Simmons and self-emancipation

Domestic politics, then. This interim post explores how Beth Simmons thinks the interface between international treaties and domestic forces works. When she turns to the domestic forum, Simmons lays out a tripartite structure for how domestic actors can make use of the new tool of international treaties – at any rate, more than they could make of the hazy moral norms of natural law, or their clarification in written form in the Universal Declaration of Human Rights of 1948.

For Simmons, the political relevance of international treaties depends on the fact that where states are unified for the purposes of their external interstate relations, they are usually sites of at least mildly divisive conflict in their internal politics. And so treaties provide tools for domestic constituencies in competition with each other. First, Simmons says, treaties empower executives relative to legislatures, on the premise that the former normally have more power over the formulation, ratification, and enforcement of treaties than they do over ordinary domestic law. Second, treaties allow for litigation, at least where treaties become part of domestic law, and where independent judges are prepared to enforce their provisions. Finally, treaties offer a supplemental tool for social mobilization on the ground. The second and third categories clearly work together for, as Simmons points out, litigation is not simply an attempt to vindicate rights in specific cases; sometimes, it is also a political device to raise consciousness and enhance the power of social movements.

Simmons runs into trouble, however, when she theorizes how international treaties interact with local meanings – including pre-existing local ideologies and causes. And it is interesting to see how.

Obviously it can’t be the case that groups and individuals formulate their demands in terms precisely matching those of international treaties they had no part in writing. Elsewhere in her book, in fact, Simmons once again shows herself a wholly honest observer, willing to acknowledge forthrightly that those who work on international human rights, no matter where they are from, have to be trained to do so outside their own locales. Commenting on the Human Rights Committee, for instance, she observes that most of its members at the relevant time were products of North Atlantic universities, so that “it can reasonably claimed that this committee – and arguably the oversight committees associated with other multilateral human rights agreements – is the torchbearer for Western rights notions and a conduit for Western values globally” (370).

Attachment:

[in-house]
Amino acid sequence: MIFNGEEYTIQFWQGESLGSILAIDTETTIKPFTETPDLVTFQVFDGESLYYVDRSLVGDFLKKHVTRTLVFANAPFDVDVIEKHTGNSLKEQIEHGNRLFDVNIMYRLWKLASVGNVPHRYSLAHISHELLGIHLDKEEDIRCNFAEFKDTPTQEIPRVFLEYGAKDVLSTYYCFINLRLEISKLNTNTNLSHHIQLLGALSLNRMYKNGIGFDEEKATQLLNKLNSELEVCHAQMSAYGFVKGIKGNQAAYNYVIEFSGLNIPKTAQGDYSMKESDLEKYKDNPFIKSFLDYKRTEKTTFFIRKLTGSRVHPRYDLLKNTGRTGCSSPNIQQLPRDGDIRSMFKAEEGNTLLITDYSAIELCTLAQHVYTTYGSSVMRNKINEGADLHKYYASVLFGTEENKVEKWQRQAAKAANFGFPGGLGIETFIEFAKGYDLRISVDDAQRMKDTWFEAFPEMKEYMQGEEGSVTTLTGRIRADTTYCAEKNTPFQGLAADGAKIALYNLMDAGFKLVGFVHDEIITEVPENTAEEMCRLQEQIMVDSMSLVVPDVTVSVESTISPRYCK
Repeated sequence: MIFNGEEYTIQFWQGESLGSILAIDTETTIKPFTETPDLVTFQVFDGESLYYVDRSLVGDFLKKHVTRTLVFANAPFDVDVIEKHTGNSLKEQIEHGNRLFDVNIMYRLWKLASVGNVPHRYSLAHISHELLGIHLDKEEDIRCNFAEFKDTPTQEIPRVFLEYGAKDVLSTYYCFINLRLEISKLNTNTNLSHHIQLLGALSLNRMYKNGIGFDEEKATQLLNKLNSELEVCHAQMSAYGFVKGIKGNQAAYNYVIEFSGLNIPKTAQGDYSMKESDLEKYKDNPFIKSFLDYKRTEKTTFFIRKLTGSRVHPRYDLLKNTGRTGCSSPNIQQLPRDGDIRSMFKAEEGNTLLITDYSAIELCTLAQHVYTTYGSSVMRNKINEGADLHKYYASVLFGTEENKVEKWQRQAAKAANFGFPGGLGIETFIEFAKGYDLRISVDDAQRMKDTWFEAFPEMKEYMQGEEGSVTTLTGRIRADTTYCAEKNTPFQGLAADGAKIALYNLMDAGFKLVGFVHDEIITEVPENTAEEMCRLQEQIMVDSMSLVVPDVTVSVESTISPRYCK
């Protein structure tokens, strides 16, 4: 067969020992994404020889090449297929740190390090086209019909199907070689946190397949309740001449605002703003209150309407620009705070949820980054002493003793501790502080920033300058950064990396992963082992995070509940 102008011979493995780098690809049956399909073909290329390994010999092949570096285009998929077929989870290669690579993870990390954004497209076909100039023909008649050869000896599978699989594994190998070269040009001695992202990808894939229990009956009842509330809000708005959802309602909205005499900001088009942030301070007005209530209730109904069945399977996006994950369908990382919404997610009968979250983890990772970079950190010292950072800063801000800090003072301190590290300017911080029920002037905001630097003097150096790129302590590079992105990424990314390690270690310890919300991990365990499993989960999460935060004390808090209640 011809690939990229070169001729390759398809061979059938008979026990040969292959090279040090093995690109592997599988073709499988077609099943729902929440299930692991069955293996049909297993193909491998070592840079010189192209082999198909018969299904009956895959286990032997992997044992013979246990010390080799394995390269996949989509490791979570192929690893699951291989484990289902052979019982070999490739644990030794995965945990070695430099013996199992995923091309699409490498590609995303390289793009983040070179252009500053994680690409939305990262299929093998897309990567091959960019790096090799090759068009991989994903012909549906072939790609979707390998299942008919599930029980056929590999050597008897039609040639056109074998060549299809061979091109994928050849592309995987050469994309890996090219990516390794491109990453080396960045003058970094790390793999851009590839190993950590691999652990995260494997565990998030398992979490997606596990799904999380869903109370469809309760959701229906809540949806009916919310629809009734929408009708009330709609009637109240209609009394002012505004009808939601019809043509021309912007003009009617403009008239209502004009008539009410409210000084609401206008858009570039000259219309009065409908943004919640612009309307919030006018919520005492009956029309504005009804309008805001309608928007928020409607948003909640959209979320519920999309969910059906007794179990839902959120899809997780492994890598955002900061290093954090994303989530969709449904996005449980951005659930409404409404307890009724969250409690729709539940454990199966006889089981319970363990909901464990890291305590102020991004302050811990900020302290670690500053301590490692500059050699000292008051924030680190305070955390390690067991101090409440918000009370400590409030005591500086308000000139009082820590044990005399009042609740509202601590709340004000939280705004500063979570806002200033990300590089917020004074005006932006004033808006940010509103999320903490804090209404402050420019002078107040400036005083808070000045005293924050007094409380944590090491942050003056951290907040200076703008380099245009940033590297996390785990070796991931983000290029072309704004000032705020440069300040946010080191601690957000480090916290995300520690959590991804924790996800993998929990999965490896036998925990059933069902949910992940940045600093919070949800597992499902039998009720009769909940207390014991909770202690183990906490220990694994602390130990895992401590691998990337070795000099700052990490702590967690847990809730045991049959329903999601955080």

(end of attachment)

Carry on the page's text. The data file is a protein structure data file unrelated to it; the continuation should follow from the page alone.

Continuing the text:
But the same can’t be true of the domestic uses of international norms her book is about. Simmons is most worried about a certain neo-colonialist critique of human rights, and her view of treaties as enabling local movements in fact is intended to allow her a very strong response to that critique. Opposing Makau Mutua’s famous theory of the international human rights movement as a system of Western saviors swooping in for the succor of savage victims, Simmons is indignant. “Treaty commitments,” she insists in response, “are directly available to groups and individuals whom I view as active agents as part of a political strategy of mobilizing to formulate and demand their own liberation” (7, italics in original).

Heady stuff. Active agents. Their own liberation.

You might analyze Simmons’s approach as a kind of liberal third-worldism. In the old days, Marxists assumed a perfect match between the ideas and interests their theory attributed to humanity and the third-world movements that were seen as the likely agents of the resistance to capitalist and imperialist oppression. It was therefore not an interesting question whether Marxism might be a Western theory foisted upon local populations. Rather, the assumption was that the ultimate identity of human needs and universal character of the desire for human emancipation across the world guaranteed the coincidence of Marxist theory and indigenous rebellion. Simmons clearly has a similar view, only now it is universal human rights not Marxism that is viewed as the tool of universal emancipation whose role is simply to allow local populations to help themselves. Though it comes from abroad and above, it already matches their interests. Is this what she really believes?